# 2004 AMC 10B Problems/Problem 20

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## Problem

In $\triangle ABC$ points $D$ and $E$ lie on $BC$ and $AC$, respectively. If $AD$ and $BE$ intersect at $T$ so that $\frac{AT}{DT}=3$ and $\frac{BT}{ET}=4$, what is $\frac{CD}{BD}$?

$[asy] unitsize(1.5 cm); pair A, B, C, D, E, F, T; A = (0,0); B = (3,3); C = (4.5,0); D = (2*C + B)/3; E = (5*C + 2*A)/7; T = extension(A,D,B,E); F = extension(D, D + A - C, B, E); draw(A--B--C--cycle); draw(A--D); draw(B--E); label("A", A, SW); label("B", B, N); label("C", C, SE); label("D", D, NE); label("E", E, S); label("T", T, SE); [/asy]$

$\mathrm{(A) \ } \frac{1}{8} \qquad \mathrm{(B) \ } \frac{2}{9} \qquad \mathrm{(C) \ } \frac{3}{10} \qquad \mathrm{(D) \ } \frac{4}{11} \qquad \mathrm{(E) \ } \frac{5}{12}$

## Solution 1 (Triangle Areas)

We use the square bracket notation $[\cdot]$ to denote area.

WLOG, we can assume $[\triangle BTD] = 1$. Then $[\triangle BTA] = 3$, and $[\triangle ATE] = 3/4$. We have $CD/BD = [\triangle ACD]/[\triangle ABD]$, so we need to find the area of quadrilateral $TDCE$.

Draw the line segment $TC$ to form the two triangles $\triangle TDC$ and $\triangle TEC$. Let $x = [\triangle TDC]$, and $y = [\triangle TEC]$. By considering triangles $\triangle BTC$ and $\triangle ETC$, we obtain $(1+x)/y=4$, and by considering triangles $\triangle ATC$ and $\triangle DTC$, we obtain $(3/4+y)/x=3$. Solving, we get $x=4/11$, $y=15/44$, so the area of quadrilateral $TDEC$ is $x+y=31/44$.

Therefore $\frac{CD}{BD}=\frac{\frac{3}{4}+\frac{31}{44}}{3+1}=\boxed{\textbf{(D)} \frac{4}{11}}$

## Solution 2 (Triangle Areas, Alternate Approach)

We observe that $\frac{BC}{CD} = \frac{[BAE]}{[DAE]}$. The proof is that if $B_H$ and $D_H$ are the feet of the altitudes from $B$ and $D$, respectively, to $AC$, then both sides of that equation are equal to $\frac{BB_H}{DD_H}$.

From there, we can easily finish: $$\frac{BC}{CD} = \frac{[BAE]}{[DAE]} = \frac{[BAT]\cdot\frac{5}{4}}{[EAT]\cdot \frac{4}{3}} = 4\cdot\frac{5}{4}\cdot\frac{3}{4} = \frac{15}{4}$$ and thus $\frac{CD}{BD} = \boxed{\textbf{(D)}\frac 4{11}}$.

## Solution 3 (Mass points)

The presence of only ratios in the problem essentially cries out for mass points.

As per the problem, we assign a mass of $1$ to point $A$, and a mass of $3$ to $D$. Then, to balance $A$ and $D$ on $T$, $T$ has a mass of $4$.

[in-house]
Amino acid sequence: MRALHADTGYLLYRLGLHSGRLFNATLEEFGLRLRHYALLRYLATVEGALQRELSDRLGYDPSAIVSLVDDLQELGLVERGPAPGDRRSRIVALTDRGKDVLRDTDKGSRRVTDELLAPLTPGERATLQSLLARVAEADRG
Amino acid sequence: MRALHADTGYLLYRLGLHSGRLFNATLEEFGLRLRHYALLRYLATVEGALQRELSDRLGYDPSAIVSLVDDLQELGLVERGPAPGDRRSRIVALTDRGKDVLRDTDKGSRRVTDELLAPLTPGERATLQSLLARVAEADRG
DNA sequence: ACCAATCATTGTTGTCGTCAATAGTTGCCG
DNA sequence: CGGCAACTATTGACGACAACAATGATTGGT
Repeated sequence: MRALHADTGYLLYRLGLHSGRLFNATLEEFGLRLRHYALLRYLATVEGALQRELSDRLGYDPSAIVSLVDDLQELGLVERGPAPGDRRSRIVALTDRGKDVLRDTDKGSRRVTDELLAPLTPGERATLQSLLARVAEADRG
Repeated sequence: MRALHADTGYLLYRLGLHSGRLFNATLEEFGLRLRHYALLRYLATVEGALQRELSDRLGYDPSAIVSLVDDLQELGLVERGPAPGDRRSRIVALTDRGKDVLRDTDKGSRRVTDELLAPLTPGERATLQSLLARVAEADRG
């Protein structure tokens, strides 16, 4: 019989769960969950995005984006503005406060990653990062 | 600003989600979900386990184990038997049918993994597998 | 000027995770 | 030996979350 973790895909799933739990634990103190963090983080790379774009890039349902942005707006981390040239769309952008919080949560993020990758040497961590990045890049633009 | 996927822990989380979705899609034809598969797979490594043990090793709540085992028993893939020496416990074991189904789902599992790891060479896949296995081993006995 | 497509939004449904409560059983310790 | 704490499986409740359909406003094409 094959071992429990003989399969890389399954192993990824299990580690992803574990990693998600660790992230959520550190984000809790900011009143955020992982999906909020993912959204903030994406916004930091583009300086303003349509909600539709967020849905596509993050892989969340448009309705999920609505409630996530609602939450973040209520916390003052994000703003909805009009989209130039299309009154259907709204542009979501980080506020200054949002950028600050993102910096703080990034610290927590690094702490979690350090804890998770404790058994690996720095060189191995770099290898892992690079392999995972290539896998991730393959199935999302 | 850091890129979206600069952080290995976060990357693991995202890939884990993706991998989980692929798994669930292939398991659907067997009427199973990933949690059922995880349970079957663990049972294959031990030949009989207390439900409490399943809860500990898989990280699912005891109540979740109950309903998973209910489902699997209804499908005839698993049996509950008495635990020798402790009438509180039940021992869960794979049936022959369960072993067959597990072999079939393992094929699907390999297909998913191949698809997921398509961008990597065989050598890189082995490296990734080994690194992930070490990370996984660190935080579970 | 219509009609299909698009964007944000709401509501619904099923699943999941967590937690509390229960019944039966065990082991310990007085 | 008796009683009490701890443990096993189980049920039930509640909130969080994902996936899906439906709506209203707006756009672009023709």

Now, were we to assign a mass of $1$ to $B$ and a mass of $4$ to $E$, we'd have $5T$. Scaling this down by $4/5$ (to get $4T$, which puts $B$ and $E$ in terms of the masses of $A$ and $D$), we assign a mass of $\frac{4}{5}$ to $B$ and a mass of $\frac{16}{5}$ to $E$.

Now, to balance $A$ and $C$ on $E$, we must give $C$ a mass of $\frac{16}{5}-1=\frac{11}{5}$.

Finally, the ratio of $CD$ to $BD$ is given by the ratio of the mass of $B$ to the mass of $C$, which is $\frac{4}{5}\cdot\frac{5}{11}=\boxed{\textbf{(D)}\ \frac{4}{11}}$.

## Solution 4 (Coordinates)

Affine transformations preserve ratios of distances, and for any pair of triangles, there is an affine transformation that maps the first one onto the second one. This is why the answer is the same for any $\triangle ABC$, and we just need to compute it for any single triangle.

We can choose the points $A=(-3,0)$, $B=(0,4)$, and $D=(1,0)$. This way we will have $T=(0,0)$, and $E=(0,-1)$. The situation is shown in the picture below:

$[asy] unitsize(1cm); defaultpen(0.8); pair A=(-3,0), B=(0,4), C=(15/11,-16/11), D=(1,0), E=(0,-1); draw(A--B--C--cycle); draw(A--D); draw(B--E); pair T=intersectionpoint(A--D,B--E); label("A",A,SW); label("B",B,N); label("C",C,SE); label("D",D,NE); label("E",E,S); label("T",T,NW); label("3",A--T,N); label("4",B--T,W); label("1",D--T,N); label("1",E--T,W); [/asy]$

The point $C$ is the intersection of the lines $BD$ and $AE$. The points on the first line have the form $(t,4-4t)$, the points on the second line have the form $(t,-1-t/3)$. Solving for $t$ we get $t=15/11$, hence $C=(15/11,-16/11)$.

The ratio $CD/BD$ can now be computed simply by observing the $x$ coordinates of $B$, $C$, and $D$:

$$\frac{CD}{BD} = \frac{15/11 - 1}{1 - 0} = \boxed{\textbf{(D)}\frac 4{11}}$$

## Solution 5 (Menelaus)

By Menelaus on triangle $BDT$, we have that \begin{align*}1&=\dfrac{DA}{TA}\cdot\dfrac{TE}{BE}\cdot\dfrac{BC}{DC} \\ &= \dfrac43 \cdot \dfrac 15 \cdot \dfrac {BC}{DC},\end{align*}giving $\dfrac{BC}{DC} = \dfrac{15}{4}$. Therefore, $\dfrac{CD}{BD} = \boxed{\textbf{(D)}\dfrac{4}{11}}$.